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4364.0.55.001 - Australian Health Survey: First Results, 2011-12  
Latest ISSUE Released at 11:30 AM (CANBERRA TIME) 29/10/2012  First Issue
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Contents >> Long-term health conditions >> Diabetes Mellitus



DIABETES MELLITUS

Diabetes mellitus is a chronic condition where insulin, a hormone that controls blood glucose levels, is no longer produced or not produced in sufficient amounts by the body. It significantly affects the health of many Australians and can result in a range of complications, including serious damage to the nerves and blood vessels. If left undiagnosed or poorly managed, diabetes can lead to coronary heart disease, stroke, kidney failure, limb amputations or blindness.

    Data source and definitions

    Data on diabetes refers to persons who reported having been told by a doctor or nurse that they had diabetes and that it was current and long-term; that is, their diabetes was current at the time of interview and had lasted, or was expected to last, 6 months or more. There were a further 111,500 persons who reported they had diabetes but that it was not current at the time of interview.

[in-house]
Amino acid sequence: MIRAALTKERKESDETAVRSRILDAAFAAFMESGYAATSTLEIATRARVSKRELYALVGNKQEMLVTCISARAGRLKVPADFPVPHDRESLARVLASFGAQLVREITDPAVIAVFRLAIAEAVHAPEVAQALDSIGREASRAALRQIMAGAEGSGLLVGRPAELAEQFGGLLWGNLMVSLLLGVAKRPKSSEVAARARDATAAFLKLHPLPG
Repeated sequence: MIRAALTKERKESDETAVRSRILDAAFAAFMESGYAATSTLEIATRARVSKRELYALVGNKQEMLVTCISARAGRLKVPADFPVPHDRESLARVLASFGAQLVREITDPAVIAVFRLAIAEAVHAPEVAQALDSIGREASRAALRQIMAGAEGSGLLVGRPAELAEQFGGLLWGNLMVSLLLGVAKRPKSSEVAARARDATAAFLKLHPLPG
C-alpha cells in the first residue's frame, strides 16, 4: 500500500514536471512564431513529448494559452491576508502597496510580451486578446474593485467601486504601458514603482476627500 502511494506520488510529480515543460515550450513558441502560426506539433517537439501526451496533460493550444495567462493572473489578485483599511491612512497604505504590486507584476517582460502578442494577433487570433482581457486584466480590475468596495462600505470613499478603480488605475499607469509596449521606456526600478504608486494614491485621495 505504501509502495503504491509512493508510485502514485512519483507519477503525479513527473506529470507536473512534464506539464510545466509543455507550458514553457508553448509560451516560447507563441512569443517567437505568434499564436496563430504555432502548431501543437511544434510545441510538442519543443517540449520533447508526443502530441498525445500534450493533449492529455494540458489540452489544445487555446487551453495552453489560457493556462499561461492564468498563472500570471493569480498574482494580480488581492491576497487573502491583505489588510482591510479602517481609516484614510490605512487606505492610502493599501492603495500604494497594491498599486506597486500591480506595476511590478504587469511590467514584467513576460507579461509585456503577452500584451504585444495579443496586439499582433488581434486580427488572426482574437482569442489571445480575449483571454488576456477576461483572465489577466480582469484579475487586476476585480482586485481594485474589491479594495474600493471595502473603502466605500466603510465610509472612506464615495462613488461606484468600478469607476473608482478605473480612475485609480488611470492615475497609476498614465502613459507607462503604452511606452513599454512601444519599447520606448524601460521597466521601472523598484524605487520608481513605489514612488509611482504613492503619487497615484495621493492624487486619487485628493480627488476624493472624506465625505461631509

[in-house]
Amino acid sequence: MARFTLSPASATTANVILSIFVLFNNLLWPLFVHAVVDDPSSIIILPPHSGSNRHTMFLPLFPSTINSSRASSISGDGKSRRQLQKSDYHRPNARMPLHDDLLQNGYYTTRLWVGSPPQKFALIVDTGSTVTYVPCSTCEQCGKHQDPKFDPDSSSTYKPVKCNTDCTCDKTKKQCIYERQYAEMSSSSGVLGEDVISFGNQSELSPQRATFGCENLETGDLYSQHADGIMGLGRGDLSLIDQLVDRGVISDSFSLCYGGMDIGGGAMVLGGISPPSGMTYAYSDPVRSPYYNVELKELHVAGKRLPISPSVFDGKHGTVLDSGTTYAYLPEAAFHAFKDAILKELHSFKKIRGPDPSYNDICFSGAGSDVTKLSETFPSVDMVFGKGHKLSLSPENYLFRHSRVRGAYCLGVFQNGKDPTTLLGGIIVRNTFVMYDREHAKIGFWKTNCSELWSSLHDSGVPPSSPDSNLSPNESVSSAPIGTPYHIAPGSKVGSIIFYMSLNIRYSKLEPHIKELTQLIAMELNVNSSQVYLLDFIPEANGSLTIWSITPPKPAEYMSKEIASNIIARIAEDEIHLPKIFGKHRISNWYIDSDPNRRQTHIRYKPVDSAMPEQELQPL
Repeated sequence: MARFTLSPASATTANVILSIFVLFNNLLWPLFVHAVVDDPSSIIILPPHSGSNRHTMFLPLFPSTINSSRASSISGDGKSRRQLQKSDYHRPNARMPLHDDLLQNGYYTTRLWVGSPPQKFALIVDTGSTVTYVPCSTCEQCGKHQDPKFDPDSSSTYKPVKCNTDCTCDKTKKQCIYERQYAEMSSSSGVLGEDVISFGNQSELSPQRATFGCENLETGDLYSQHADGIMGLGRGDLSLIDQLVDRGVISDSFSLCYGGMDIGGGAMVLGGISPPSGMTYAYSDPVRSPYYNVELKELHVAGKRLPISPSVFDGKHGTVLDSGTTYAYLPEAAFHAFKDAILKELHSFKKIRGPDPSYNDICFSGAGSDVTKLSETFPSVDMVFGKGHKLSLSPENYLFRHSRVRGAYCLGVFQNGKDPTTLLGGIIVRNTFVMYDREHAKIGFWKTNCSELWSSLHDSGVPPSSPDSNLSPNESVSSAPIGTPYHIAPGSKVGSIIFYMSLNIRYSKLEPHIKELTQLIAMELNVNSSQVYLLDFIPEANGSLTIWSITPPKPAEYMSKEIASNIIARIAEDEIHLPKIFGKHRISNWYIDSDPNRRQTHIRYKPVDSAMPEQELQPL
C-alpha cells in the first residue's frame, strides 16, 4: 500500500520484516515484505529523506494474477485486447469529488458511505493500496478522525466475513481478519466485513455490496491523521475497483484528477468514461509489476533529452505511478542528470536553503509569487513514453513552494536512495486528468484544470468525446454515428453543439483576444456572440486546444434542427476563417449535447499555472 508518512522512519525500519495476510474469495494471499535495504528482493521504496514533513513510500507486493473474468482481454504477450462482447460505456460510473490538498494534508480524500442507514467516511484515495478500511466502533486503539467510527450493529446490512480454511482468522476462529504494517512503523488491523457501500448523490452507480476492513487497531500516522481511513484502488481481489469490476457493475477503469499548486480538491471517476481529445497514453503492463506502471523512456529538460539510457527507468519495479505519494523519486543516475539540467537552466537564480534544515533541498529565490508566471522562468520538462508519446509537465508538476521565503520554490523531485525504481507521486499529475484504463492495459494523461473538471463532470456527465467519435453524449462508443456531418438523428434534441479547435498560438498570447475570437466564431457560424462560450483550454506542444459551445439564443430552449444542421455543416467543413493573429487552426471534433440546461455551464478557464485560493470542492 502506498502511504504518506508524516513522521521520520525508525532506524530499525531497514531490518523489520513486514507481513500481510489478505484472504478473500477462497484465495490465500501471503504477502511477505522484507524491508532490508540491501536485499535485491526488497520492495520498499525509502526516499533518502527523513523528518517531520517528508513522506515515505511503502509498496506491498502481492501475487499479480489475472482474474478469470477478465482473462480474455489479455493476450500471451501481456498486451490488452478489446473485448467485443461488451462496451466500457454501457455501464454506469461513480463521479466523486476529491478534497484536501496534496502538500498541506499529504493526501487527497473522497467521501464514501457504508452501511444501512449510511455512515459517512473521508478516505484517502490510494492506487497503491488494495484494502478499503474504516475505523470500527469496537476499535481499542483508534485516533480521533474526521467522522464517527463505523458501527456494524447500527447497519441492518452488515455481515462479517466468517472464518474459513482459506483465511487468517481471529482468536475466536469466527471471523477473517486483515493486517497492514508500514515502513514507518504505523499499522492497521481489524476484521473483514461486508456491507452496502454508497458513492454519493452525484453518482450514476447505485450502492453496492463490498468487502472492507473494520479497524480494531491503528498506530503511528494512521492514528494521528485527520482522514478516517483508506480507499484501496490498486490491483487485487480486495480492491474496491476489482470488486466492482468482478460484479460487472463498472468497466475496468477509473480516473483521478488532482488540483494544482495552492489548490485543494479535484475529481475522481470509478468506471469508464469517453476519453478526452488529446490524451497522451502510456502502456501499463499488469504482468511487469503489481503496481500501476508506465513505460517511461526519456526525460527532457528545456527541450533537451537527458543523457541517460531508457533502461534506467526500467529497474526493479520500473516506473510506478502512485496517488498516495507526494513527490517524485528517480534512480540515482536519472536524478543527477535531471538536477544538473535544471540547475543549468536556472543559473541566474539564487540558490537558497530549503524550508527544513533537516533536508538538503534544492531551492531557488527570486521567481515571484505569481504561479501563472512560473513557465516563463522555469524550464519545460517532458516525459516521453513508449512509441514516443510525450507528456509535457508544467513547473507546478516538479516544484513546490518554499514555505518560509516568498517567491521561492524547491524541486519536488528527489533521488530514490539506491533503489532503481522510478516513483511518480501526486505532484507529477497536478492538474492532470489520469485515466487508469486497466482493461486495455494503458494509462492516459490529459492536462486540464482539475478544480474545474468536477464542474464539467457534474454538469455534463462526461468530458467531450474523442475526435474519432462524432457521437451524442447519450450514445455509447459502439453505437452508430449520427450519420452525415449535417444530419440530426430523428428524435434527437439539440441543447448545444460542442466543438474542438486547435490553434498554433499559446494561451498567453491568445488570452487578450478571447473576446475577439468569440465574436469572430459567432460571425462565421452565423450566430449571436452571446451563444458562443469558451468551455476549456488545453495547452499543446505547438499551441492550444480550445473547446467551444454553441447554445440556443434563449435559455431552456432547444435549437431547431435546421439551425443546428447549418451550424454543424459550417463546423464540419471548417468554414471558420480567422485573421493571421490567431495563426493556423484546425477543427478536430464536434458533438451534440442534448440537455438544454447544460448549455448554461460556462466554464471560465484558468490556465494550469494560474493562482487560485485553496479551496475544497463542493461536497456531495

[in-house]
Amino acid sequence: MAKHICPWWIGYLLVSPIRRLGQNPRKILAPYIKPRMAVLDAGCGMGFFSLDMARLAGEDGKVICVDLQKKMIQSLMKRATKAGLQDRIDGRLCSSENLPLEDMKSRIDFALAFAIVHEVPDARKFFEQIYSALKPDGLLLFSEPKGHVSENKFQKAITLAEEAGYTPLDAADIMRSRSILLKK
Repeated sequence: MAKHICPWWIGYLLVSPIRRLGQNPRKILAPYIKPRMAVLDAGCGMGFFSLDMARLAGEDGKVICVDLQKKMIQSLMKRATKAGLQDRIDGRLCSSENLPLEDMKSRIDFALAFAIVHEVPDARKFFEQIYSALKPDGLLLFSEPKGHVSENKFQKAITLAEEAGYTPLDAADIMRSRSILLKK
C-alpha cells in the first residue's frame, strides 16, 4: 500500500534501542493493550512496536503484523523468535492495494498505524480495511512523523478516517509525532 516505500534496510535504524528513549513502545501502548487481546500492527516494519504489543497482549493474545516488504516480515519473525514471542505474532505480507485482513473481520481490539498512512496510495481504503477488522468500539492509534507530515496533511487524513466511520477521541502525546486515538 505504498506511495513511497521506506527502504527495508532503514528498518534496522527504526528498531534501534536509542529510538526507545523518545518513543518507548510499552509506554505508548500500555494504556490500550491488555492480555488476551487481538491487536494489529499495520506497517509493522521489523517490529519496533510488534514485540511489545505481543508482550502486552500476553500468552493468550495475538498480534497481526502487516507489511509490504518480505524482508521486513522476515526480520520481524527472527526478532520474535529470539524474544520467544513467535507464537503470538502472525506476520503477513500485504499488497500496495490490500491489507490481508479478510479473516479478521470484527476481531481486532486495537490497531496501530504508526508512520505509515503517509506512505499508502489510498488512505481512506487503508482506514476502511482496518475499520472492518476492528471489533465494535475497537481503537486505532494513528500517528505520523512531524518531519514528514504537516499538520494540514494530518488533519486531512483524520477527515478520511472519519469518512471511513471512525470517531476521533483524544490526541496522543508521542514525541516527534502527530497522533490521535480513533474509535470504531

More accurate information on the number of people with diabetes based on measured blood sugar levels will be available upon release of results from the National Health Measures Survey in 2013.

In 2011-12, 4.0% of the Australian population (875,400 people) reported having some type of diabetes (excluding persons with gestational diabetes). The prevalence of diabetes remained stable between 2007-08 and 2011-12 (both 4.0%).

Of persons who reported diabetes, the majority had Type 2 diabetes (85.3%), while 12.4% had Type 1 diabetes and the remainder had an unspecified type of diabetes (2.3%).

More men reported having diabetes than women (4.3% of all men compared with 3.6% of all women) and as with many health conditions, the rate of diabetes increased with age. People aged 65-74 years had the highest rate of diabetes (16.0%).


Graph Image for Proportion of persons with diabetes, 2011-12



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